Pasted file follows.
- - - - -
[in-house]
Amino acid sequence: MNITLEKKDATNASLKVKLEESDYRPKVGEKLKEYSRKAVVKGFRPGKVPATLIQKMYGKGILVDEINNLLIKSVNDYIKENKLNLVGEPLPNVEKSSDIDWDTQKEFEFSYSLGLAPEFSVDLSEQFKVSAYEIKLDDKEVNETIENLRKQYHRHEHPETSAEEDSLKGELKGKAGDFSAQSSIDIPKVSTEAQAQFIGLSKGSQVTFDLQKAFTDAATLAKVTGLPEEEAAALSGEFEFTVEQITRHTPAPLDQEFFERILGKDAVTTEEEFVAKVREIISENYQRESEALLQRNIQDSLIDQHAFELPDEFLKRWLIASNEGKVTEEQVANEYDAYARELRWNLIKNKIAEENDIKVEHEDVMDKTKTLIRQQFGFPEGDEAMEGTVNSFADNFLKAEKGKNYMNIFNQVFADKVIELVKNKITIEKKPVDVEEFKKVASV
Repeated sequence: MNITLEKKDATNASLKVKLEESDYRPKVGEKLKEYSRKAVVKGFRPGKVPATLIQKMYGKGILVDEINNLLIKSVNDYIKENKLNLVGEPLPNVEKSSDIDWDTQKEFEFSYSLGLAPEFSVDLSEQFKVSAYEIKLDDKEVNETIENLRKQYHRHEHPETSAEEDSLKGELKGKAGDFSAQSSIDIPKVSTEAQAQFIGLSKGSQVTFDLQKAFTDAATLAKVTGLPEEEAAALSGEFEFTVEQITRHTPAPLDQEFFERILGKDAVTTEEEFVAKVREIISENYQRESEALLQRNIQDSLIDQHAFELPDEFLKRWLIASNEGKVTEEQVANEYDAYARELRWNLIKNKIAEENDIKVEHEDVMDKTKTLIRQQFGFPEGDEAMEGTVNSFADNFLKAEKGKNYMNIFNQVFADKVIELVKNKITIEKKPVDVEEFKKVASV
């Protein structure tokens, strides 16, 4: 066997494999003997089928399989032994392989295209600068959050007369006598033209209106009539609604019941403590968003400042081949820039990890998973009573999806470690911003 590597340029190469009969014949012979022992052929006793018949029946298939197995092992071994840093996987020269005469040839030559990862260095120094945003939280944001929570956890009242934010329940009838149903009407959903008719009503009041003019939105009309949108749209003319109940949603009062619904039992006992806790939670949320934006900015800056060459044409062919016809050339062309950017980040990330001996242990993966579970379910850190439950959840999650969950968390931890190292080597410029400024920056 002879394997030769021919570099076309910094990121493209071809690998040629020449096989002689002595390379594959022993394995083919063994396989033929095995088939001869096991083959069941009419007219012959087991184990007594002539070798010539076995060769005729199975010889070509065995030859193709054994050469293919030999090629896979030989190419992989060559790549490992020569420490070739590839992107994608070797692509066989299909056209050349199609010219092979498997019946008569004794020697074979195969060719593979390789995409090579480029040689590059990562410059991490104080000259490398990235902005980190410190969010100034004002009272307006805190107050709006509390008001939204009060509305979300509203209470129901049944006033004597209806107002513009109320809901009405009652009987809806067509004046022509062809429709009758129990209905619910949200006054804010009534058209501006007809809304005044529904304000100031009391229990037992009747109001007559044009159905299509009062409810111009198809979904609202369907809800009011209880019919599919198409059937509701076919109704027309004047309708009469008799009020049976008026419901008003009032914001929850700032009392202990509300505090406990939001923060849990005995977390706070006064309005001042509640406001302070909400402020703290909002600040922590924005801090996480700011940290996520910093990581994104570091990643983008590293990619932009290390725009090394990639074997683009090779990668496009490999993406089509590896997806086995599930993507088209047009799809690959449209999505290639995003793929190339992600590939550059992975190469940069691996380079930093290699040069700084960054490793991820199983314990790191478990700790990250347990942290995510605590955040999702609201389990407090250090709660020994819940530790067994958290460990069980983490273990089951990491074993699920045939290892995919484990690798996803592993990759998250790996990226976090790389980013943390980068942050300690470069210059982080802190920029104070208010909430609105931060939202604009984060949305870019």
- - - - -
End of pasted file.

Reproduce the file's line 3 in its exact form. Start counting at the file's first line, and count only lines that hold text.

Repeated sequence: MNITLEKKDATNASLKVKLEESDYRPKVGEKLKEYSRKAVVKGFRPGKVPATLIQKMYGKGILVDEINNLLIKSVNDYIKENKLNLVGEPLPNVEKSSDIDWDTQKEFEFSYSLGLAPEFSVDLSEQFKVSAYEIKLDDKEVNETIENLRKQYHRHEHPETSAEEDSLKGELKGKAGDFSAQSSIDIPKVSTEAQAQFIGLSKGSQVTFDLQKAFTDAATLAKVTGLPEEEAAALSGEFEFTVEQITRHTPAPLDQEFFERILGKDAVTTEEEFVAKVREIISENYQRESEALLQRNIQDSLIDQHAFELPDEFLKRWLIASNEGKVTEEQVANEYDAYARELRWNLIKNKIAEENDIKVEHEDVMDKTKTLIRQQFGFPEGDEAMEGTVNSFADNFLKAEKGKNYMNIFNQVFADKVIELVKNKITIEKKPVDVEEFKKVASV